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Q. Every time we have practice or do a gig, I get hoarse. How can I stop this? We are going on tour!

A. You are using the wrong part of the vocal mechanism to get a result - that is, the muscles around the throat.

Hoarseness comes from swelling of the vocal cords. Swelling occurs from overuse or abuse. Vocal cords are made of muscle tissue. When you overuse or use them incorrectly, they swell and will not close properly.

Normal Vocal Cords

Normal Vocal Cords
Swollen Vocal Cords

Swollen Vocal Cords
Let me explain:

There are two moving parts to the voice machine. They are:
1. Breath pressure from the lungs
2. Vocal cords (at the top of the windpipe)

The vocal cords prevent the complete release of air from the lungs by opening and closing very quickly. This also creates sound.

Here is an analogy:
When you blow out birthday candles, you put air in your cheeks, close your lips and blow. The combination of two elements - air pressure and obstruction - creates and controls the strength of the air needed to successfully blow out the candles. With vocals, the air pressure is not in your cheeks, but in your LUNGS. The obstruction creator is your VOCAL CORDS (not your lips). What you are probably doing now is trying to create the strength with vocal cord closure instead of air pressure. To correct this problem you need to learn proper air management. The human voice machine works best when we learn to store air in the lungs WITHOUT holding the breath. An accordion player does not smash all of the air out of his instrument for each note. He works off "the top of the tank." Your "tank" is in your lungs. And you will create it by learning RIB-RESERVE breathing.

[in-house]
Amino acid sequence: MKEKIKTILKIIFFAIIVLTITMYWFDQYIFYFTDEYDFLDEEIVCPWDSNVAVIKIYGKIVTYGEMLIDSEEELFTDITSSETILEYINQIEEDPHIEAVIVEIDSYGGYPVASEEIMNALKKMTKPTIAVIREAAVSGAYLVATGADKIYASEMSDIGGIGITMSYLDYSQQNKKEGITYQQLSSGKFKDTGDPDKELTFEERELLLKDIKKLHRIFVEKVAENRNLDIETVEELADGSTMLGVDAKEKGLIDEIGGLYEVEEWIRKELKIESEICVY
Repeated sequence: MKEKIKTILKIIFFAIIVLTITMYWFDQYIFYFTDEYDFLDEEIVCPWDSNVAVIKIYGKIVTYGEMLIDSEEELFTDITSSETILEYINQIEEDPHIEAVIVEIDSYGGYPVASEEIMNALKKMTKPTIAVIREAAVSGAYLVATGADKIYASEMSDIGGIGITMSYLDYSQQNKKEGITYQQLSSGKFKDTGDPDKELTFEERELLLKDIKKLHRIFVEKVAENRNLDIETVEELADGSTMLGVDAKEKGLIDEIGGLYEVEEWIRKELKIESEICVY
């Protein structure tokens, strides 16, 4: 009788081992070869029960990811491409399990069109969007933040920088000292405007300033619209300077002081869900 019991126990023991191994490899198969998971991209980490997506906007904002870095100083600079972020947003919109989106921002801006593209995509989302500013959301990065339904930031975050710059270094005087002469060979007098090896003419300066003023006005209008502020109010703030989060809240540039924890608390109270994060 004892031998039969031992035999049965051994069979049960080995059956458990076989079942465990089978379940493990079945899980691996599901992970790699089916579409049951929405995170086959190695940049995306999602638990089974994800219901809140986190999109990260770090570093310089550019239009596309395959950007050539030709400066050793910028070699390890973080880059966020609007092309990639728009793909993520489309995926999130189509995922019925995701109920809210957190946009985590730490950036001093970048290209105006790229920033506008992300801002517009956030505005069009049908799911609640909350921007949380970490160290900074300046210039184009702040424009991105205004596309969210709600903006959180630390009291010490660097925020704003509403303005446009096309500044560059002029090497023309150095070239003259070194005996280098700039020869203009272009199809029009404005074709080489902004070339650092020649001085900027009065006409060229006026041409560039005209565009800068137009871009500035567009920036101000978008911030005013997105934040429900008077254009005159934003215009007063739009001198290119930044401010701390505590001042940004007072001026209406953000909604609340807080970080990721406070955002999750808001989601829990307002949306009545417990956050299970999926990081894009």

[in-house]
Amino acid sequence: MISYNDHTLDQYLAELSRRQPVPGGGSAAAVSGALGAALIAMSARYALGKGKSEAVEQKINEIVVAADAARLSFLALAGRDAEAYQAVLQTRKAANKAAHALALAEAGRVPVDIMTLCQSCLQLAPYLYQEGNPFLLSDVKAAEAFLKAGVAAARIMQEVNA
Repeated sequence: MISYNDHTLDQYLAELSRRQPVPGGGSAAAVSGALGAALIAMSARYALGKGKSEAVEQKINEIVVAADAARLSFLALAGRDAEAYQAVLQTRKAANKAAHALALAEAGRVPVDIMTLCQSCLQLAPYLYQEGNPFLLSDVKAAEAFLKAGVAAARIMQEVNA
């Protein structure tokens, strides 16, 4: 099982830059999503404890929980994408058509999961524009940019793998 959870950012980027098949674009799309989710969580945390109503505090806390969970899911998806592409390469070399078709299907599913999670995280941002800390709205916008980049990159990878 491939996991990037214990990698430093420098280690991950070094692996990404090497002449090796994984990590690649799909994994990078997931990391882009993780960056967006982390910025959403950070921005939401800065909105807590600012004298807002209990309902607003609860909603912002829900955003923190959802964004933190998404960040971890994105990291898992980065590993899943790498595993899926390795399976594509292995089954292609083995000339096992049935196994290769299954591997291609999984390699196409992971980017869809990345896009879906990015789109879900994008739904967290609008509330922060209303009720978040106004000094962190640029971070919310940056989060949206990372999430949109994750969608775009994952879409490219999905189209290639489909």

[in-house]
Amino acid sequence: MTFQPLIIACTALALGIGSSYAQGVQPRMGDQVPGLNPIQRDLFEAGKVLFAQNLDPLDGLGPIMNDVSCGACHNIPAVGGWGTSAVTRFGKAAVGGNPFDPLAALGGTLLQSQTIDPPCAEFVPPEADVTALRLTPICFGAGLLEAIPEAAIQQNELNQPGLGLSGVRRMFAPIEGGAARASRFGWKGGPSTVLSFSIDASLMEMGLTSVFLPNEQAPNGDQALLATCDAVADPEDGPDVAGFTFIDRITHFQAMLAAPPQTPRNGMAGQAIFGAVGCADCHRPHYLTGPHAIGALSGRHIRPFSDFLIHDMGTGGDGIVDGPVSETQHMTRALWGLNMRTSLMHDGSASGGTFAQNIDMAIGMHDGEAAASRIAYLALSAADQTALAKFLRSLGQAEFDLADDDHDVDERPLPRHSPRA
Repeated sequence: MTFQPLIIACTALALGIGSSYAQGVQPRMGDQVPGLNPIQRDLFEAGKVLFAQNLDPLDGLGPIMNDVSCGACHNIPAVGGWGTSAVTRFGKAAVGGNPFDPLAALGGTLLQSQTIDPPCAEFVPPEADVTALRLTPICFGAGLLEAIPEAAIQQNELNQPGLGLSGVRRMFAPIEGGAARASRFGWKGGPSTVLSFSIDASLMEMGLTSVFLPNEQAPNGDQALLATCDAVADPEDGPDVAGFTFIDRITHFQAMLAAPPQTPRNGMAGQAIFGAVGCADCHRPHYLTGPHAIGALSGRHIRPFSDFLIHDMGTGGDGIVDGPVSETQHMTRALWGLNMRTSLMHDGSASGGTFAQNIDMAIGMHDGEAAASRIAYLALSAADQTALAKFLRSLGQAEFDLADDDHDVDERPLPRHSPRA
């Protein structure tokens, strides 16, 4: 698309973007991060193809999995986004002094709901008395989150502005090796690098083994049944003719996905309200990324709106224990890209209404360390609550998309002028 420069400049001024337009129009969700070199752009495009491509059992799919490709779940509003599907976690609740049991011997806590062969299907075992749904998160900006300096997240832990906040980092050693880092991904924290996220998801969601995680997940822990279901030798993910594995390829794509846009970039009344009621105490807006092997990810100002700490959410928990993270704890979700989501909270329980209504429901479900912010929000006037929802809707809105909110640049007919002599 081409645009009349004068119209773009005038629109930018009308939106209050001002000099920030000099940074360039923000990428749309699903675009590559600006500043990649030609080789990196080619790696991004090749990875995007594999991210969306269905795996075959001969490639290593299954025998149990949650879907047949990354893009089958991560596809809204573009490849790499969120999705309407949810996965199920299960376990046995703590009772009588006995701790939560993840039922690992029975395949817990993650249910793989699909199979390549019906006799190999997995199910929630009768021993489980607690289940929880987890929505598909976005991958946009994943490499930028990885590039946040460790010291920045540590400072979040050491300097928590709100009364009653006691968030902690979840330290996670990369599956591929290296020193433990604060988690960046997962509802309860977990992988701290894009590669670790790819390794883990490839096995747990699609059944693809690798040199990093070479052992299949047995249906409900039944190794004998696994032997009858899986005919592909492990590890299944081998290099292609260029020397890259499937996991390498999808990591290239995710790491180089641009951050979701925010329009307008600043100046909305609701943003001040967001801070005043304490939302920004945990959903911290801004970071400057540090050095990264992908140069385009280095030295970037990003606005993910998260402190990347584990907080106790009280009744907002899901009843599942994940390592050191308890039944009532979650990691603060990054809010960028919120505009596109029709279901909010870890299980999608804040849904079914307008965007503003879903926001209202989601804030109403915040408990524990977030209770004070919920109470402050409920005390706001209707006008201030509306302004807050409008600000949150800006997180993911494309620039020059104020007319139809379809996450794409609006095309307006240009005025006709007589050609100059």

Rib Reserve

CLICK HERE for Rib Reserve Animation.
Rib-reserve breathing involves creating a "reserve" of air that you never use. By maintaining the expansion of the floating ribs (see animation) that you coordinate at the precise moment of the intake of air (just a seemingly small sip of air exactly at the same time you expand the floating ribs), you create the reserve tank. You will continuously refill this tank with additional "sips" of air and never let it all out at once. By NOT using the muscles in the upper chest to inhale, you prevent the locking back or holding of the breath that occurs when you inhale too much. Contrary to what you might have thought, you do not need more air to sing loud or high or to hold long notes. In fact, taking in too much air causes you to HOLD your breath instead of using your breath. When you don't use breath, you have to use your throat! Not using the upper chest (clavicular breathing) also prevents your esophagus from rising and causing tension in the muscles around the larynx. The reserve of air pressure in your lungs effectively replaces the need for using your throat.